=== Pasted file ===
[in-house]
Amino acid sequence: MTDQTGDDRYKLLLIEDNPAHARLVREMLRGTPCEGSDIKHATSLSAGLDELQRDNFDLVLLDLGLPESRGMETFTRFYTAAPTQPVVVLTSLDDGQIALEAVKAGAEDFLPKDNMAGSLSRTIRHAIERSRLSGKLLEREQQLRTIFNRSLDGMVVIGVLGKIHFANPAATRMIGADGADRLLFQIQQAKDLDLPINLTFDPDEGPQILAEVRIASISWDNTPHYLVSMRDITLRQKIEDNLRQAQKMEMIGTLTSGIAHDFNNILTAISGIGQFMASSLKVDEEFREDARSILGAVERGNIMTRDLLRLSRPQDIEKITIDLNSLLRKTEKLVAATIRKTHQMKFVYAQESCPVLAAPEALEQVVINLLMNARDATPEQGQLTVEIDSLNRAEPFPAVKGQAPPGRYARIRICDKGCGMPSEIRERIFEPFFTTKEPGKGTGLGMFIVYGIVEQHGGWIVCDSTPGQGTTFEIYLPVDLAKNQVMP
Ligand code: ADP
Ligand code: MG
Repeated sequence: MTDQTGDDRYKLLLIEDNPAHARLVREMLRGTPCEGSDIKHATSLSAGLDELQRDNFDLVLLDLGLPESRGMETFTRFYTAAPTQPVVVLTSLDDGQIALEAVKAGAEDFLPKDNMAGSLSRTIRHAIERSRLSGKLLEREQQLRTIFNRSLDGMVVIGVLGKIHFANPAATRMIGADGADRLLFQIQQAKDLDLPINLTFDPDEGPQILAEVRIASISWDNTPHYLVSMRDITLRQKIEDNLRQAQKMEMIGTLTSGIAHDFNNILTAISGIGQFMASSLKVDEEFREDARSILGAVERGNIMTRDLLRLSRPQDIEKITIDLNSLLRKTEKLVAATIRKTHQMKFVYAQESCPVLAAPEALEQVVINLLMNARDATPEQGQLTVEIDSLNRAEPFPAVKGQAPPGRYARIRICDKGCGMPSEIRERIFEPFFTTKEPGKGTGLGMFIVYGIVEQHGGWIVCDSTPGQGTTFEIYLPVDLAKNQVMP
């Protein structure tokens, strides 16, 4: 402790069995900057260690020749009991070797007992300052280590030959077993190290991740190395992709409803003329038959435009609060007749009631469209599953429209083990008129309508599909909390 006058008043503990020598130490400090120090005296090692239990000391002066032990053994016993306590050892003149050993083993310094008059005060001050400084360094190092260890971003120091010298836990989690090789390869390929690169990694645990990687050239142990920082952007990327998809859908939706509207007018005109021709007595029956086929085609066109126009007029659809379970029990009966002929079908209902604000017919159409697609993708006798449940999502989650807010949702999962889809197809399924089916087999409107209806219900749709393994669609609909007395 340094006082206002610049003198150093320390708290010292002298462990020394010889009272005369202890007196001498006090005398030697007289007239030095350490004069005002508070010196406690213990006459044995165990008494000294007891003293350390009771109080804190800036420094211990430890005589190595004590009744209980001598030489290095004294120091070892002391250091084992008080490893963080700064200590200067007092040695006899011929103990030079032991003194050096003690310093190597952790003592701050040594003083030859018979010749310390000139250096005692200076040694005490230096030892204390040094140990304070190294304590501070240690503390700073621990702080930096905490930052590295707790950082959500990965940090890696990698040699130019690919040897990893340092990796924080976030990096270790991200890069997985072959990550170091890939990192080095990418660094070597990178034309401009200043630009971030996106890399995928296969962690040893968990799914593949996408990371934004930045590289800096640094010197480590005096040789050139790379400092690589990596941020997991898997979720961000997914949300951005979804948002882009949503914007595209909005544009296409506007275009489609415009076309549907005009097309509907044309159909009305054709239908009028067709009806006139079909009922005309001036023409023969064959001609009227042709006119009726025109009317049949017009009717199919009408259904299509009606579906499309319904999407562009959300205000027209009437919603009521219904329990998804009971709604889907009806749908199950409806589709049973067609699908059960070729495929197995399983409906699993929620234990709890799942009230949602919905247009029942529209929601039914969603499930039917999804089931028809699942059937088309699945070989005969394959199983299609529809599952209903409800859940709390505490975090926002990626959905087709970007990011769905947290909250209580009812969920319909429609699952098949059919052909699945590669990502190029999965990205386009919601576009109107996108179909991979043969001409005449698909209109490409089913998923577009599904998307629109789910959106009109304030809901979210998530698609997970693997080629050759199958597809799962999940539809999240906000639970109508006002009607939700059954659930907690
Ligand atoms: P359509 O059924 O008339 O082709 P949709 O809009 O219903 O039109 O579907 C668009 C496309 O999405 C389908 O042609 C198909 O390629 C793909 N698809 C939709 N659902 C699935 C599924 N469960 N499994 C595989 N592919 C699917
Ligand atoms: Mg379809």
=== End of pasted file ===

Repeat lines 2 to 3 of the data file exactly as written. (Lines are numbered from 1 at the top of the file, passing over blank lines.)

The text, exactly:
Amino acid sequence: MTDQTGDDRYKLLLIEDNPAHARLVREMLRGTPCEGSDIKHATSLSAGLDELQRDNFDLVLLDLGLPESRGMETFTRFYTAAPTQPVVVLTSLDDGQIALEAVKAGAEDFLPKDNMAGSLSRTIRHAIERSRLSGKLLEREQQLRTIFNRSLDGMVVIGVLGKIHFANPAATRMIGADGADRLLFQIQQAKDLDLPINLTFDPDEGPQILAEVRIASISWDNTPHYLVSMRDITLRQKIEDNLRQAQKMEMIGTLTSGIAHDFNNILTAISGIGQFMASSLKVDEEFREDARSILGAVERGNIMTRDLLRLSRPQDIEKITIDLNSLLRKTEKLVAATIRKTHQMKFVYAQESCPVLAAPEALEQVVINLLMNARDATPEQGQLTVEIDSLNRAEPFPAVKGQAPPGRYARIRICDKGCGMPSEIRERIFEPFFTTKEPGKGTGLGMFIVYGIVEQHGGWIVCDSTPGQGTTFEIYLPVDLAKNQVMP
Ligand code: ADP